In addition, the conditions that permit anaerobic bacterial
growth, such as impaired circulation and extensive necrosis,
are found in many tumors, supporting the ideology that bacte-
rial therapeutic conduits may serve as a unique portal to a wide
variety of malignancies (21).
Collectively, these observations suggest that Salmonella, or
aspects thereof, has the potential to be developed as clinically
useful anticancer agents. In particular, Salmonella enterica
serovar Typhimurium (S. typhimurium) produces self-limited
enteritis in most healthy adults, can easily be manipulated to
carry foreign genes, and infects both mice and humans, allow-
ing testing of appropriate animal models. This species also
exists as a facultative anaerobe, allowing for survival in both
oxygenated and hypoxic conditions, and thus it would be
expected that this organism could colonize both small meta-
static lesions as well as larger tumors with an internal anaer-
obic environment. Recently, Low and co-workers (22) took
advantage of these unique properties and developed a strain of
S. typhimurium (VNP20009) that is nonpathogenic in mice,
pigs, and humans and accumulates 2,000-fold more in tumors.
Although this strain was able to retard tumor growth and
prolong survival in mice, it was not successful at slowing
tumor growth in humans (22).
Given that S. typhimurium can localize to tumors and mod-
ulate numerous biochemical pathways of intestinal epithelial
cells, we reasoned that perhaps this enteric pathogen has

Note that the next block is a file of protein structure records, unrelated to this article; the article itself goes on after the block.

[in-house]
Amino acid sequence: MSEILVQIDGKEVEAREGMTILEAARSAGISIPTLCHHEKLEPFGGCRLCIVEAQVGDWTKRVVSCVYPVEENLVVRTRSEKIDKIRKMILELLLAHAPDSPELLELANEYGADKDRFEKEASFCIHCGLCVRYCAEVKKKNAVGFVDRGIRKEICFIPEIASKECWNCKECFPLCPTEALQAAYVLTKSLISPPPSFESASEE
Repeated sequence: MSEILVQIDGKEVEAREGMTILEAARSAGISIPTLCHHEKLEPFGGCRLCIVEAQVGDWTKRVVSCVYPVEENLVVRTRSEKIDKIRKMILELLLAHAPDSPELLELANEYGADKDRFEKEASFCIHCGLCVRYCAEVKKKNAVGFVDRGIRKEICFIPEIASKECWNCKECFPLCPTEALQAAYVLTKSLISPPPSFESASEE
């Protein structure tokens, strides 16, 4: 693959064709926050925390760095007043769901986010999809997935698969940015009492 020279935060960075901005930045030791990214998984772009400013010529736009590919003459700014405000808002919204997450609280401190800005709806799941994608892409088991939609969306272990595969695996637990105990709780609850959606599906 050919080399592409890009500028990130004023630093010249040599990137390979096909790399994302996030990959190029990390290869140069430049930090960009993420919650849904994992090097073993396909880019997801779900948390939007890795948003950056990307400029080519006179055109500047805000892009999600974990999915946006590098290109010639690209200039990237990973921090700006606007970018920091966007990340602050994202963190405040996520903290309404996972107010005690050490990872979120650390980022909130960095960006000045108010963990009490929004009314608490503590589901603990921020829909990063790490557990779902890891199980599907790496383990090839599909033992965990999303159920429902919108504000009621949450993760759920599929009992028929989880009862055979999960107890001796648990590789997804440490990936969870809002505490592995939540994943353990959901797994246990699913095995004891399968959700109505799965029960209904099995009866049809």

evolved mechanisms that interact/interfere with multidrug re-
sistance (MDR) transporters that complicate drug treatment.
Consequently, we have investigated one of the membrane
transport proteins that promote the expulsion of xenobiotics,
the well-characterized P-glycoprotein (P-gp), a 170-kDa ATP-
dependent multispecific drug transporter (16). Reports linking
overexpression of the MDR1 gene (leading to increased levels
of P-gp) to adverse treatment outcomes in many cancers,
including colon cancer, provided the evidence necessary to
implicate this MDR phenotype as an important biologic target
for pharmacologic modulation (15, 19). In this study, we
examined where the two paths of targeting the MDR pheno-
type, specifically the inherent anti-tumor properties of P-gp and
Salmonella, cross in regard to cancer therapeutics and host-
tumor/pathogen interactions. We demonstrate that apical col-
onization of colon cancer cell lines by wild-type S. typhi-
murium leads to a profound functional decrease in the MDR
protein transporter, P-gp. In a physiological context, this is
consistent with our observation that the presence of P-gp
adversely influences the ability of S. typhimurium to invade
host cells. This is the first observation to link a microorganism
Address for reprint requests and other correspondence: B. McCormick,
Dept. of Pediatric Gastroenterology and Nutrition, Massachusetts General
Hospital, 114 16thSt. (114-3503), Charlestown, MA 02129 (e-mail: mccormic
The costs of publication of this article were defrayed in part by the payment
of page charges. The article must therefore be hereby marked “advertisement”
in accordance with 18 U.S.C. Section 1734 solely to indicate this fact.
Am J Physiol Gastrointest Liver Physiol 294: G1392–G1400, 2008.
First published April 10, 2008; doi:10.1152/ajpgi.00599.2007.
0193-1857/08 $8.00 Copyright © 2008 the American Physiological Societyhttp://www.ajpgi.org G1392
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INTERACTION OF S. TYPHIMURIUM WITH P-GLYCOPROTEIN
AJP-Gastrointest Liver Physiol • VOL 294 • JUNE 2008 • www.ajpgi.org